The school district may receive extra resources to combat chronic absenteeism thanks to a recent sales-tax increase recently approved by the Clark County Commission. Assembly Bill 309 gave commissioners the power to increase the sales tax to fund specific education or social service initiatives, truancy reduction among them. Earlier this month, commissioners approved a one-eighth of a cent sales tax increase, but that money will be doled out in the form of grants.
Commission Chair Marilyn Kirkpatrick said the board plans to discuss funding for truancy-reduction efforts next month. She said the county, which received more than 2,000 complaints of educational neglect last year, wants to take a leadership role.
“We want to be on the front end,” she said.
So what’s driving kids to miss school?
Dr. Steven Sheldon, an associate professor at Johns Hopkins University who studies family and community engagement, said a myriad of underlying issues contribute to chronic absenteeism. Chaos in the classroom or boredom may cause students, especially in older grades, to lose interest, he said. But chronic illnesses and family dynamics, such as parents’ work schedules or conflicts in the home, play a role, too.
The varying reasons make it that much more difficult to treat.
“Chronic absenteeism is this ecologically made phenomena,” he said. “At least from my experience, it’s very unlikely that there’s going to be any one silver bullet.”
Danowski agrees, which is why Manch has deployed a wide range of approaches.
On a recent morning, fourth-graders donned headsets in a darkened classroom at Manch. Their heads bobbed and they let out occasional gasps while exploring a world map showing earthquake locations.
This is the school’s new virtual reality lab — a place where students can immerse themselves in a European city, deep underwater by the Great Barrier Reef or inside the body’s circulatory system among other destinations. The lab, a first in Clark County, was years in the making, fueled by Danowski’s desire to bring new experiences to Manch students, many of whom rarely leave the neighborhood.
For now, the virtual reality lab is tied to curriculum. Students in the fourth-grade class, for example, have been comparing and contrasting tsunamis and earthquakes to build that literacy skill — hence their trip to the virtual reality lab to learn more about the ground-shaking natural disaster. But Danowski has been contemplating other ways to use the lab as an attendance incentive, such as inviting students and their families to go on a “virtual vacation” if they don’t miss school.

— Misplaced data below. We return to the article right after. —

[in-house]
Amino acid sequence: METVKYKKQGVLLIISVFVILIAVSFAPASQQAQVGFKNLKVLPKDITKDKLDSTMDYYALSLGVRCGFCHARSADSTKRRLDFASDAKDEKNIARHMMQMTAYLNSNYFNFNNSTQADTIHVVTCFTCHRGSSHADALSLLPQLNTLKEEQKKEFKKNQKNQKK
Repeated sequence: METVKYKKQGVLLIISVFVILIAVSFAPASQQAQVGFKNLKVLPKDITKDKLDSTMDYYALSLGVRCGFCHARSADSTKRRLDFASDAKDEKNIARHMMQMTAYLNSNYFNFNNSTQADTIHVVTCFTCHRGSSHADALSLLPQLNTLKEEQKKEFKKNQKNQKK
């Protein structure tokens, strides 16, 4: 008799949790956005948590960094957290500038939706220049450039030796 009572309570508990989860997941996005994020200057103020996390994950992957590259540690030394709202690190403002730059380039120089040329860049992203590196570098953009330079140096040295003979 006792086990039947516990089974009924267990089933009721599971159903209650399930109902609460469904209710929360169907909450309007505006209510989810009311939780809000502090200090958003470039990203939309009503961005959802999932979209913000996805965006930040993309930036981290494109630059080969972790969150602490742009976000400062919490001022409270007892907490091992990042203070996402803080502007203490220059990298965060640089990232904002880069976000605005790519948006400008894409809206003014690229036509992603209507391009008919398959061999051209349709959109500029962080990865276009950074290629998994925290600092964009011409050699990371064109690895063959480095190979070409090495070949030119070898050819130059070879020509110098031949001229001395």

“It’s super-helpful letting them know they need to be here for virtual reality time,” said Mary Beach, who teaches fourth grade.
The virtual reality lab, arguably, is the most kid-friendly approach the school has pioneered to lure students to the classroom. But in an elementary school where a quarter of the students heading toward chronic absenteeism are kindergartners, educators know the problem isn’t a 5-year-old who’s refusing to attend school. By and large, the younger students show the most enthusiasm about school.
“It’s not a kid issue,” Danowski said. “It’s circumstances a lot of times out of the kids’ hands.”
Last year, Manch partnered with Boys Town Nevada, a nonprofit focused on child and family care. Boys Town brought its “Lift Together” program to the northeast valley school, where teachers and administrators were trained on classroom management techniques that praise students’ positive behavior as a means to curb negative behavior. Better behavior, as the logic goes, keeps students engaged and in class.
Total behavior incidents — whether threats, fighting, bullying, classroom disruptions or something else — dropped by 54 percent, according to data collected by Manch and Boys Town officials. Suspensions also decreased 56 percent, while student attendance increased by 700 days.
The Boys Town partnership also involves in-home family services, parenting classes and care coordination to give families needed resources.
The question driving many of these interactions with families is, “What’s going on at home?” said Jessica Sasso, senior director of program operations for Boys Town Nevada.
“Sometimes (the answer) is, ‘My fifth-grader needs to stay home to take care of young siblings,’” Sasso said. “That happens more than I think our community knows.”
Community ignorance may well be part of the chronic absenteeism problem. Do community members or business owners think twice if they see school-age children wandering neighborhoods or frequenting retail stores? Kirkpatrick, whose commission district includes Manch and Lowman, suspects the answer is no.
“What happens a lot of times is people just don’t notice or they don’t say anything,” she said.
She wants to change that mindset. In 2016, Kirkpatrick began the Pathway from Poverty initiative, which targets neighborhoods near Manch and Lowman elementary schools and takes a two-generation approach to help low-income children and their parents. What started as a small office initiative has morphed into monthly meetings with 60 to 70 people.